"What looked going in to be the most important MMA show of the year, the Pride Five show on 4/29 at Nagoya Rainbow Hall (also a PPV show in Japan) has lost a lot of its luster but may have gained in drawing power as its biggest insider heavyweight match with Mark Kerr vs. Enson Inoue was canceled due to Kerr being injured and his replacement will be pro wrestler Naoya Ogawa [OMG WHAT -- ed.]. Kerr apparently injured his elbow in training and underwent surgery on 4/16. Reports are that Pride is looking at rescheduling the match for July. Ogawa vs. Inoue was briefly scheduled but never announced publicly as a co-main event along with the expected-to-be-worked match with Nobuhiko Takada vs. Mark Coleman, with Dream Stage Entertainment (the parent company of Pride) and Antonio Inoki's UFO working together with the idea to set up a Takada vs. Ogawa match in late July, which should be a good draw to pro wrestling fans. Mario Sperry, considered the best Brazilian Jiu Jitsu sport fighter in the world [he had the best VHS tapes, certainly: you getch looohw, an' you poooosh--ed.], who beat Inoue in a non-striking submission rules match in Abu Dhabai recently, was also asked to replace Kerr but turned down the fight on such short notice to prepare. At press time, the plan now was to put Ogawa vs. Kazunari Murakami of the UFO organization instead, since at this point Inoki could control the finish, in what would be billed as an exhibition match on the show.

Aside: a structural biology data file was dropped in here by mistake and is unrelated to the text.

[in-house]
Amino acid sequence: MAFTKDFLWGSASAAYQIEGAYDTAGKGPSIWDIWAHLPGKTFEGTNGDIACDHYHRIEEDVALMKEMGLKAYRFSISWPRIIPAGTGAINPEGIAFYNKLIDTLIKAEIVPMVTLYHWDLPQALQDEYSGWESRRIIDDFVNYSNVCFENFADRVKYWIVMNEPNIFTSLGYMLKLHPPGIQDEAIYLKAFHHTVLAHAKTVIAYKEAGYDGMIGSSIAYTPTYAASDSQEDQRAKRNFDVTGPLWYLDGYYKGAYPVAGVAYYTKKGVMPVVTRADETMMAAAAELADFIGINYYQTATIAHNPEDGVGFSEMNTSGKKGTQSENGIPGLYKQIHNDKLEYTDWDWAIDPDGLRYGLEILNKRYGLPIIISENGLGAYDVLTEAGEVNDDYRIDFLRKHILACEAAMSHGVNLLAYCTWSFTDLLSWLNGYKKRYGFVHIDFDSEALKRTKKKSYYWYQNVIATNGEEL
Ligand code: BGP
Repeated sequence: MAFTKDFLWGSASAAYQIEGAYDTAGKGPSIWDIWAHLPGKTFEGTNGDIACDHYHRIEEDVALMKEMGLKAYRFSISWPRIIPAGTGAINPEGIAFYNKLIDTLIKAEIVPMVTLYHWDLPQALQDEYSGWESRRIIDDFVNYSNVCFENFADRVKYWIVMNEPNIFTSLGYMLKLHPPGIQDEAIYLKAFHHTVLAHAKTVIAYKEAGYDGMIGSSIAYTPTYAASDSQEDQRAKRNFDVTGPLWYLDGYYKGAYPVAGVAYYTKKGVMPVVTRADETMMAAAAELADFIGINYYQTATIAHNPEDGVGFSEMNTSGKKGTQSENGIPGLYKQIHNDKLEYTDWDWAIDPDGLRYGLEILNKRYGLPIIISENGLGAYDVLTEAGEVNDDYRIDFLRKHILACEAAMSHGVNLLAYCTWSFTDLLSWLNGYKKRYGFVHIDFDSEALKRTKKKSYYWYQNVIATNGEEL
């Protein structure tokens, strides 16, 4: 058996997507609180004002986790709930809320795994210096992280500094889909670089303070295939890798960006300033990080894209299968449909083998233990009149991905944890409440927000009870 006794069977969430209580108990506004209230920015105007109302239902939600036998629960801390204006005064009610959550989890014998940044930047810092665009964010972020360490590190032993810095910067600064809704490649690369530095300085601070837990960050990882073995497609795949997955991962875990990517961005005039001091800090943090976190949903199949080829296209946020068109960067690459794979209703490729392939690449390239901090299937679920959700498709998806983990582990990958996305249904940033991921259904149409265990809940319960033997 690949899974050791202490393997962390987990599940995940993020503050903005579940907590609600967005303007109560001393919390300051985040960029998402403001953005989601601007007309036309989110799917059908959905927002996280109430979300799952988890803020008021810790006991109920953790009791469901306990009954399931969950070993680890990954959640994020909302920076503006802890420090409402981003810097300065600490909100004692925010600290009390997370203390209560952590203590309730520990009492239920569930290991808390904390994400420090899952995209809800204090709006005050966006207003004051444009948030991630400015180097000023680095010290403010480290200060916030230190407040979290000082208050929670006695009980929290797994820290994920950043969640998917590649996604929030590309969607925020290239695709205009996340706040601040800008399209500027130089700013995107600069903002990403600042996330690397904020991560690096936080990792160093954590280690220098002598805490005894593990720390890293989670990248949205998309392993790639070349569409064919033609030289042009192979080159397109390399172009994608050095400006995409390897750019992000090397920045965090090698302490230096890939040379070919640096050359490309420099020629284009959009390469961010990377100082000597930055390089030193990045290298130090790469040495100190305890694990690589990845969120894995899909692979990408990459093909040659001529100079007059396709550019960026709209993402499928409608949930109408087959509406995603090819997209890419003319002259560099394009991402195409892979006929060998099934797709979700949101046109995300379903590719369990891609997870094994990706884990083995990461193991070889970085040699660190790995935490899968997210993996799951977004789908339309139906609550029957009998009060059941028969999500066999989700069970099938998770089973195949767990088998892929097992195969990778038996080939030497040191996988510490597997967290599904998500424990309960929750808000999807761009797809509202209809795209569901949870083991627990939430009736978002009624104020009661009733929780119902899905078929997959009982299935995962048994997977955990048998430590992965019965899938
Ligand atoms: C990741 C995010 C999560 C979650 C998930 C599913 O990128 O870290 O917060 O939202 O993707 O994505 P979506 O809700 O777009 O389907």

Inoki had also been negotiating with RINGS for Ogawa to appear on the 5/22 show, but those negotiations are now out the window with the Pride deal. Reports are that Ogawa was upset because Inoki, whose main job in wrestling these days seems to be an attempt to use his business smarts to maneuver Ogawa into superstardom in pro wrestling as a legitimate fighter, was negotiating for him to appear without actually informing him of it beforehand. The idea of taking a match against a real shooter on only two weeks notice wouldn't seen smart on the surface if the match wasn't going to be worked, but if it was, training time isn't as big an issue [or an issue at all, because it would be fake -- ed.]. The other intriguing match on the show which looked to be speculative as to whether or not it would take place, Vitor Belfort vs. Kazushi Sakuraba, is still on. Belfort had his knee scoped recently but has been saying that he's fine and is dropping weight for the fight and over the weekend was down to 202 pounds (he had agreed to get down to 198 for Sakuraba, who legitimately weighs in the 185-190 range)."